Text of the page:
Gov. Bill Ritter made his fifth trip to Grand Junction since his inauguration and his second consecutive visit to the Club 20 fall meeting on Saturday to speak about his P-20 Education Council and his administration’s goals on natural resource development.
More on Gov. Ritter’s address to Club 20 including video excerpts….Club 20 is an organization that represents the interests of counties, communities, business, individuals, tribes and associations in Western Colorado on issues such as economic development, water, energy development and transportation.
In election years, the Club 20 fall candidate debates “officially” kick off the various campaigns. In off-election years, Club 20 highlights statewide issues that impact the Western Slope. This year, over 200 participants attended Saturday’s meeting which predominately featured education issues.
Ritter said his administration is setting out to cut the high school drop out rate by half in 10 years and prepare more students for trade schools and college. The goal of his P-20 Education Council (short for preschool to post-secondary degrees) is to improve Colorado’s education standards.
“Although Sen. Josh Penry (R-Fruita) had a good idea about increasing graduation standards in high school, I don’t think we can make improvements piecemeal,” Ritter said. “We have to look at the whole education package.”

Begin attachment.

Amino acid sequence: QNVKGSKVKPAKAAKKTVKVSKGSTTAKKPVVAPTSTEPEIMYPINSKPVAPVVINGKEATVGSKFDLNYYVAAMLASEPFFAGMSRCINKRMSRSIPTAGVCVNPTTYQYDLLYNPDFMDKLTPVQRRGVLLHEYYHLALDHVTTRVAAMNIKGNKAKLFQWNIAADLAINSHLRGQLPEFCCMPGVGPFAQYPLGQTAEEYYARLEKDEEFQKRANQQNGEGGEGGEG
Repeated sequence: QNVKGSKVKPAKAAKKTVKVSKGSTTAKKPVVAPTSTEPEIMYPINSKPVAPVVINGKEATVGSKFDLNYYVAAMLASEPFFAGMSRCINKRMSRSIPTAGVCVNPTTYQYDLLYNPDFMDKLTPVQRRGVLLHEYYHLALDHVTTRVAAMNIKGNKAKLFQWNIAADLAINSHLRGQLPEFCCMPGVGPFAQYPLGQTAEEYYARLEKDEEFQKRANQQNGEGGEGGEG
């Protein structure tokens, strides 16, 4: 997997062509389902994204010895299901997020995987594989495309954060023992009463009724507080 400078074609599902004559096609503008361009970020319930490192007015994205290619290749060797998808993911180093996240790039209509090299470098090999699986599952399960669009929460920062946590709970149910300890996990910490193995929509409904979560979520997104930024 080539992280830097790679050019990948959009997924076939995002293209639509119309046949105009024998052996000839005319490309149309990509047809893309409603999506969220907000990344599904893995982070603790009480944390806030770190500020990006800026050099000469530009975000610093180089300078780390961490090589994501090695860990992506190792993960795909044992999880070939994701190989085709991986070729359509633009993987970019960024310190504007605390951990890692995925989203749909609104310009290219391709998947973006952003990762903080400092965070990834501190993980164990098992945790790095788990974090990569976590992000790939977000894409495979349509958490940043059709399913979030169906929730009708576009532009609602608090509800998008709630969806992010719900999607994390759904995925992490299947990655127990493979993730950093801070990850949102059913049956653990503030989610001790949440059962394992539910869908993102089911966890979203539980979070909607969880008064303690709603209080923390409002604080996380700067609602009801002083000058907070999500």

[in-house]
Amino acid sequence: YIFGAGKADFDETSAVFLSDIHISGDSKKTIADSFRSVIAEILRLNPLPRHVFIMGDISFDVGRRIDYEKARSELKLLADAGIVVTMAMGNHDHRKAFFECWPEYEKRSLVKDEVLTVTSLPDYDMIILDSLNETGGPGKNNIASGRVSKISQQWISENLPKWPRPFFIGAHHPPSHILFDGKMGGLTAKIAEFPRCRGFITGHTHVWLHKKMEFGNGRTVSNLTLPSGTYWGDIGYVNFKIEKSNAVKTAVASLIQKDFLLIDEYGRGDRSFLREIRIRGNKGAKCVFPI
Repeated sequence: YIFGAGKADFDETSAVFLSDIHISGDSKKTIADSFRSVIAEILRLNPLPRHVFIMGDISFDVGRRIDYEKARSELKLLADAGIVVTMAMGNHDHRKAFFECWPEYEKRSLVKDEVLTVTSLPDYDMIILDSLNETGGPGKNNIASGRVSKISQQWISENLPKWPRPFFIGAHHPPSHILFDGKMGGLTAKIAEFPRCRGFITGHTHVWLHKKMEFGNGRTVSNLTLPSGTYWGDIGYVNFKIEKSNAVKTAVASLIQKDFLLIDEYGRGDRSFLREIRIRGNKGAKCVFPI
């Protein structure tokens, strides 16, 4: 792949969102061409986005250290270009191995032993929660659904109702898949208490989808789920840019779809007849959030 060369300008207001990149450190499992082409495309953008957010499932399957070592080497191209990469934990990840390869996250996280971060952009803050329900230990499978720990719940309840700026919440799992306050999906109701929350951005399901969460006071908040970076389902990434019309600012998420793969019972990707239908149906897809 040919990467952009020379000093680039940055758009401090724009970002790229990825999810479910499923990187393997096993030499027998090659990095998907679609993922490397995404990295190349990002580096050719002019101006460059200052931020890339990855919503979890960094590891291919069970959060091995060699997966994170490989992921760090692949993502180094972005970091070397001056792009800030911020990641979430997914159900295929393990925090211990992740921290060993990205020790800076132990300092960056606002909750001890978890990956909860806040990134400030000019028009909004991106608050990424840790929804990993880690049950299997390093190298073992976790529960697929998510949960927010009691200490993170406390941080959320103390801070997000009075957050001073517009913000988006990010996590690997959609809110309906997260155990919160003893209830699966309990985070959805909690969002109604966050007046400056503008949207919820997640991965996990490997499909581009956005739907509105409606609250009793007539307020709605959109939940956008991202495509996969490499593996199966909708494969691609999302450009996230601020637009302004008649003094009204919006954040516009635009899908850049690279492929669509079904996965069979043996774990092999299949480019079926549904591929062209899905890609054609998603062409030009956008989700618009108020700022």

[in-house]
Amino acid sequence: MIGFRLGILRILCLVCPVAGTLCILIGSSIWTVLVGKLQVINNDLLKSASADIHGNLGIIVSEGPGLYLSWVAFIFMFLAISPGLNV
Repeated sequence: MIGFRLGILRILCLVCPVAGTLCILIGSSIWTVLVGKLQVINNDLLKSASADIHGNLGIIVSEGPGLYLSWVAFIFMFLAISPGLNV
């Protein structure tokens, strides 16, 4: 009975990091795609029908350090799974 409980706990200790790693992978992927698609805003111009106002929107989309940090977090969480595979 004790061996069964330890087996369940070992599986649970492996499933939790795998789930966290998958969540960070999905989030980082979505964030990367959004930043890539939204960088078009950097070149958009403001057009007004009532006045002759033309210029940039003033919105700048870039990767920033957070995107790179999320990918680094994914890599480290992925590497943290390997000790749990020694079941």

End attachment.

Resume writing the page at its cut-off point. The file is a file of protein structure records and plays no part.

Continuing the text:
From Ritter’s Club 20 presentation:
Ritter said the P-20 Education Council will also study what the workforce needs will be in the future.
“We’re not proposing everyone go to college. The trades, high tech and the arts are other important education elements that we must provide for our students.”
“Part II” of Ritter’s talk to Club 20 members dealt with energy development on the Western Slope.
Ritter noted that there were members of the audience that were probably not pleased with some of his administration’s stances, especially concerning the Roan Plateau in the Rifle area and Vermillion Basin near Craig.
“I think we need to protect special places like the Roan Plateau so that our children do not experience a different Colorado than we do,” Ritter emphasized.
Ritter was concerned about the impacts from developing 50,000 gas wells in northwest Colorado in the next 20 years. Currently, there are about 5,000 wells drilled. He said the extractive industry’s contribution to the state is very important and he understands that it thrives on development — but that development must be done responsibly.
Ritter’s entire energy development segment below:
A Ritter staff member said the governor’s program on renewable energy is getting national attention. Later on Saturday, Gov. Ritter was attending a ground-breaking ceremony of the San Juan Biodiesel plant in Dove Creek.